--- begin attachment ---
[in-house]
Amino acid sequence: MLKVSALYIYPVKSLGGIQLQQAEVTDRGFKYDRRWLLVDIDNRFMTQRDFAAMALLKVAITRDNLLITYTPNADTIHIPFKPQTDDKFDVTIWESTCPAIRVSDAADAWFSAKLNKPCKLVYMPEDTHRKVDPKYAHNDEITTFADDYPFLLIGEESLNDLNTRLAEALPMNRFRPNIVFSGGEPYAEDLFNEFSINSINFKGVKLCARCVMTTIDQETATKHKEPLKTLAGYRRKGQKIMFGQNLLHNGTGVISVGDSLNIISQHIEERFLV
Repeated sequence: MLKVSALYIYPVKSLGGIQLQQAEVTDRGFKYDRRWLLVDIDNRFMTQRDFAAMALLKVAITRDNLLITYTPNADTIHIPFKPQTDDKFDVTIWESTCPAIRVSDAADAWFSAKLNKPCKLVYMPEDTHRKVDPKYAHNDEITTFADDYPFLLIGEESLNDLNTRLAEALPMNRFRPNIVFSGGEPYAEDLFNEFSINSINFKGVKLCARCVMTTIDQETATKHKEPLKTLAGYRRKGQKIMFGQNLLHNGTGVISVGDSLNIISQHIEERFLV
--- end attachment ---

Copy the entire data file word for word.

[in-house]
Amino acid sequence: MLKVSALYIYPVKSLGGIQLQQAEVTDRGFKYDRRWLLVDIDNRFMTQRDFAAMALLKVAITRDNLLITYTPNADTIHIPFKPQTDDKFDVTIWESTCPAIRVSDAADAWFSAKLNKPCKLVYMPEDTHRKVDPKYAHNDEITTFADDYPFLLIGEESLNDLNTRLAEALPMNRFRPNIVFSGGEPYAEDLFNEFSINSINFKGVKLCARCVMTTIDQETATKHKEPLKTLAGYRRKGQKIMFGQNLLHNGTGVISVGDSLNIISQHIEERFLV
Repeated sequence: MLKVSALYIYPVKSLGGIQLQQAEVTDRGFKYDRRWLLVDIDNRFMTQRDFAAMALLKVAITRDNLLITYTPNADTIHIPFKPQTDDKFDVTIWESTCPAIRVSDAADAWFSAKLNKPCKLVYMPEDTHRKVDPKYAHNDEITTFADDYPFLLIGEESLNDLNTRLAEALPMNRFRPNIVFSGGEPYAEDLFNEFSINSINFKGVKLCARCVMTTIDQETATKHKEPLKTLAGYRRKGQKIMFGQNLLHNGTGVISVGDSLNIISQHIEERFLV